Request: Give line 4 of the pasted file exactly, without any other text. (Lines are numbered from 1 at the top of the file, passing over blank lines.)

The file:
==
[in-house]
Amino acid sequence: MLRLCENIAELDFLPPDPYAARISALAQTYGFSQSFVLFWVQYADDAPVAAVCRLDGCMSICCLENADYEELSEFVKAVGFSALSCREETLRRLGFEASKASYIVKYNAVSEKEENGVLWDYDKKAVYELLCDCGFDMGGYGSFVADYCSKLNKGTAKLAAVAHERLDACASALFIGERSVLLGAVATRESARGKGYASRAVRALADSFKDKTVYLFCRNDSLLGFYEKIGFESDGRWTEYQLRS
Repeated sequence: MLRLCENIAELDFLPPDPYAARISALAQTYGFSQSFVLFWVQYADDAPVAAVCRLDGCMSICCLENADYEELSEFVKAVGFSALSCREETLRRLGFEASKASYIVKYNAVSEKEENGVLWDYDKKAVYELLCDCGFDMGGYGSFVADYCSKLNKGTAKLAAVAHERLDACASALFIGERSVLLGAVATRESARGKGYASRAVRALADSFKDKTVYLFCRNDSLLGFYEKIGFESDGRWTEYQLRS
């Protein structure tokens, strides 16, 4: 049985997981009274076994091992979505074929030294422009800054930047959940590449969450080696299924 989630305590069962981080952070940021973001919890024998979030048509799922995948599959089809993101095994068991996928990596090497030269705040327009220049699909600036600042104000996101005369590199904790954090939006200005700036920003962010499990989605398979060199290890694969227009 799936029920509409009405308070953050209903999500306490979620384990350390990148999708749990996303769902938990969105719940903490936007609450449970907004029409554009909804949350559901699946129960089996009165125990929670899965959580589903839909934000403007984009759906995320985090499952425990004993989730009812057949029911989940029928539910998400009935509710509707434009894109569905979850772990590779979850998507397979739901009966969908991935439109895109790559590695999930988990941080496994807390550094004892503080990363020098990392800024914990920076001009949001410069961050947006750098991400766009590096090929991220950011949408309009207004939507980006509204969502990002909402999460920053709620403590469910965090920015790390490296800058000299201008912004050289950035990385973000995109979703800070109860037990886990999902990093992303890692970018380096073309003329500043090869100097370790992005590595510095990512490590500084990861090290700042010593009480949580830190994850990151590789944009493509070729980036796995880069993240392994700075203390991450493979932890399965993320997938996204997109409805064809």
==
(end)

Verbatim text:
């Protein structure tokens, strides 16, 4: 049985997981009274076994091992979505074929030294422009800054930047959940590449969450080696299924 989630305590069962981080952070940021973001919890024998979030048509799922995948599959089809993101095994068991996928990596090497030269705040327009220049699909600036600042104000996101005369590199904790954090939006200005700036920003962010499990989605398979060199290890694969227009 799936029920509409009405308070953050209903999500306490979620384990350390990148999708749990996303769902938990969105719940903490936007609450449970907004029409554009909804949350559901699946129960089996009165125990929670899965959580589903839909934000403007984009759906995320985090499952425990004993989730009812057949029911989940029928539910998400009935509710509707434009894109569905979850772990590779979850998507397979739901009966969908991935439109895109790559590695999930988990941080496994807390550094004892503080990363020098990392800024914990920076001009949001410069961050947006750098991400766009590096090929991220950011949408309009207004939507980006509204969502990002909402999460920053709620403590469910965090920015790390490296800058000299201008912004050289950035990385973000995109979703800070109860037990886990999902990093992303890692970018380096073309003329500043090869100097370790992005590595510095990512490590500084990861090290700042010593009480949580830190994850990151590789944009493509070729980036796995880069993240392994700075203390991450493979932890399965993320997938996204997109409805064809």